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I give my guys pellets in the morning, red leaf lettuce(raw) at lunchtime and Repashy or Bloodworms in the evening. The midday lettuce has completely eliminated any floating problems I've had. The reason I like the red leaf lettuce better than spinach is because it is soft raw and doesn't need to be cooked and my guys love it! Cooked vegetables tend to make my water smell :thumbdown

So, I don't have to cook it AND it's not stinky?

...that sounds pretty good too.

None of these things can actually harm the fish I hope :unsure:

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I think you need to blanch spinach and definitely kale. They are pretty tough raw. But raw red leaf lettuce tears apart easily. I noticed a nasty smell when I tried cooked broccoli, kale and spinach in my tanks...so no thanks. But I have had good results with the red leaf lettuce.

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I think you need to blanch spinach and definitely kale. They are pretty tough raw. But raw red leaf lettuce tears apart easily. I noticed a nasty smell when I tried cooked broccoli, kale and spinach in my tanks...so no thanks. But I have had good results with the red leaf lettuce.

You folks are a wealth of knowledge.

Thanks.

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I think you need to blanch spinach and definitely kale. They are pretty tough raw. But raw red leaf lettuce tears apart easily. I noticed a nasty smell when I tried cooked broccoli, kale and spinach in my tanks...so no thanks. But I have had good results with the red leaf lettuce.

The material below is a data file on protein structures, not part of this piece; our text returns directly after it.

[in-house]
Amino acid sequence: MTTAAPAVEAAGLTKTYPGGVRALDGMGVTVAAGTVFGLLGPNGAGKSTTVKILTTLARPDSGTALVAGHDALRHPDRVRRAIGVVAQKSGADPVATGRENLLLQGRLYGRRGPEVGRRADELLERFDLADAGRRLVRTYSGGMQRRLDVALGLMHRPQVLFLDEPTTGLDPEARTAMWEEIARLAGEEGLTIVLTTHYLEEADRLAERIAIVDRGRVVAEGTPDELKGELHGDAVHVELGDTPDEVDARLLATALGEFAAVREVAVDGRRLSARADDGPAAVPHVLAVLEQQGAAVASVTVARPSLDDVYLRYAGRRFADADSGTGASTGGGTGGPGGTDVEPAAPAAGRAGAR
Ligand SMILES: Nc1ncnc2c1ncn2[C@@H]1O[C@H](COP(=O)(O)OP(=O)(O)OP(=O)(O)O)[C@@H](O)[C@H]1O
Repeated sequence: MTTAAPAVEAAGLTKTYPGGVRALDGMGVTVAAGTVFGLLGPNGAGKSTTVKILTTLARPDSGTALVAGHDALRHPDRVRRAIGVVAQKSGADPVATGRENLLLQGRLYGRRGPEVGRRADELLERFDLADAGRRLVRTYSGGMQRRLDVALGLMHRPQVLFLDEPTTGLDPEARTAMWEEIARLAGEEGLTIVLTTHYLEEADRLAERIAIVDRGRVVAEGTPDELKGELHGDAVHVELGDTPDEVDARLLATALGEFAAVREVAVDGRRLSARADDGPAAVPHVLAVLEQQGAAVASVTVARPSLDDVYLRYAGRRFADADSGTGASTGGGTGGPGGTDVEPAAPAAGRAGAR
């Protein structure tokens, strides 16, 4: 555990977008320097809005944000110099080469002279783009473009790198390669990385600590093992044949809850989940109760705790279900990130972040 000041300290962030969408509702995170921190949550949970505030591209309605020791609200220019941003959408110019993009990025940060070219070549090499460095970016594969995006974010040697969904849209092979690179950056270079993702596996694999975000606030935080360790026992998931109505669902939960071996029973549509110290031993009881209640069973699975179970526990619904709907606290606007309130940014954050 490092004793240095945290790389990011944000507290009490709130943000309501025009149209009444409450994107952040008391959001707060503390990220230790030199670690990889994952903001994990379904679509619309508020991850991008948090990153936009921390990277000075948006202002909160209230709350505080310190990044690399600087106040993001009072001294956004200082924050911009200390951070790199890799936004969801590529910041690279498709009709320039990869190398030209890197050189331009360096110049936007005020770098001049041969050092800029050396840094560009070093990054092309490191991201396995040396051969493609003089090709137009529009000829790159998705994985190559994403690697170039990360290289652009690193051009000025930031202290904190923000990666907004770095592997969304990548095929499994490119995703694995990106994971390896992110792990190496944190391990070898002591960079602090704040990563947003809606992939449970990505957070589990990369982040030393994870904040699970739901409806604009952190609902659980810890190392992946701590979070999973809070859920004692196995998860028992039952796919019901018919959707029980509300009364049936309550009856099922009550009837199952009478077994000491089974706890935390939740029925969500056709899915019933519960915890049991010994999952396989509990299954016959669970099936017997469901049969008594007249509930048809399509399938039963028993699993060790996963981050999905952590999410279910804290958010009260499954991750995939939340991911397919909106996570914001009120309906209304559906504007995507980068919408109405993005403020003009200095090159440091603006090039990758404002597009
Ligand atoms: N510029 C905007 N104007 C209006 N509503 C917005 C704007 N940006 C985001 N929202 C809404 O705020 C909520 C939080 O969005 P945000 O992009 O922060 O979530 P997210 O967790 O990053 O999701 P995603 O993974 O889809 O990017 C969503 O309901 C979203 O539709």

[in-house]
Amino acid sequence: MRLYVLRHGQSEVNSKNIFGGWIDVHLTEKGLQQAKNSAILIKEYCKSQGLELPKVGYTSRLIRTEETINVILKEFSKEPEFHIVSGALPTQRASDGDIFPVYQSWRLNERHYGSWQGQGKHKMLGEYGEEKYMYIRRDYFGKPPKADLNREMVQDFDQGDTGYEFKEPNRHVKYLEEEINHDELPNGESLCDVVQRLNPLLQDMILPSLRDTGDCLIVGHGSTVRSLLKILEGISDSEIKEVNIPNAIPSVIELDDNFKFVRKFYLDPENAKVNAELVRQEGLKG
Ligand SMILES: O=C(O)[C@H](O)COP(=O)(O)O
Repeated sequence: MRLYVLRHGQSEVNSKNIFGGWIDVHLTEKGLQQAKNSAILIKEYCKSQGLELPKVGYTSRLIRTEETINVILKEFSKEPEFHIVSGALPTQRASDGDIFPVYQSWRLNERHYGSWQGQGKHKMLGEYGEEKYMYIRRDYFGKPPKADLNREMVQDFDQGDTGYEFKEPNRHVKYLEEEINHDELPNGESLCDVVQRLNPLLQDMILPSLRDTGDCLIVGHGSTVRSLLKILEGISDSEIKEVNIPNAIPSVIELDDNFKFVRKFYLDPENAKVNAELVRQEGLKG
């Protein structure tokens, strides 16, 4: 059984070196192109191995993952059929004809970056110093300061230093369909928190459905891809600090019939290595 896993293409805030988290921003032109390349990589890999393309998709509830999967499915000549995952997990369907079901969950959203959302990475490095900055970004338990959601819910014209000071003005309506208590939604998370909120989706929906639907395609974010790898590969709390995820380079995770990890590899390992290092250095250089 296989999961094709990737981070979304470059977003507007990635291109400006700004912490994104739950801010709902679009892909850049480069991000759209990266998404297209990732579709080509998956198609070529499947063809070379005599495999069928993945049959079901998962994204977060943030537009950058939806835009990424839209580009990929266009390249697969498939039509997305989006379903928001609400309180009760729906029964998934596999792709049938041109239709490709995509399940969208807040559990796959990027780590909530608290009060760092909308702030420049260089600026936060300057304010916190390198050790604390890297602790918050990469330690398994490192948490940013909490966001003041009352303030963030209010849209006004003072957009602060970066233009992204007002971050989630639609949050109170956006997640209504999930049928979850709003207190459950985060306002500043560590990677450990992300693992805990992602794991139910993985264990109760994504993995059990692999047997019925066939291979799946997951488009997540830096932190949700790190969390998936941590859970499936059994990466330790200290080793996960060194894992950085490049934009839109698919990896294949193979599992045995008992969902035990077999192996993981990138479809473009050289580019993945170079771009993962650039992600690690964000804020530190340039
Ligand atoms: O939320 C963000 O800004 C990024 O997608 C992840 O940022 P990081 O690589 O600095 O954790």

You folks are a wealth of knowledge.

Thanks.

Sure, hope it helps!
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Kale is the ultimate laxative, but also the stinkiest! Not something you want to feed in the store if you have to cook it there. :rofl

I've never had any issues with stinky water due to spinach. :idont

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Kale is the ultimate laxative, but also the stinkiest! Not something you want to feed in the store if you have to cook it there. :rofl

I've never had any issues with stinky water due to spinach. :idont

I don't even eat Kale.

I know it's supposed to be good for you, but it doesn't even have an appetizing name.

Out of convenience (since I'm at work), maybe I should go with the red leaf lettuce? :idont

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I've never used the lettuce myself, so I can't vouch for or against. It'd be a good first try if only for the convenience, though. :)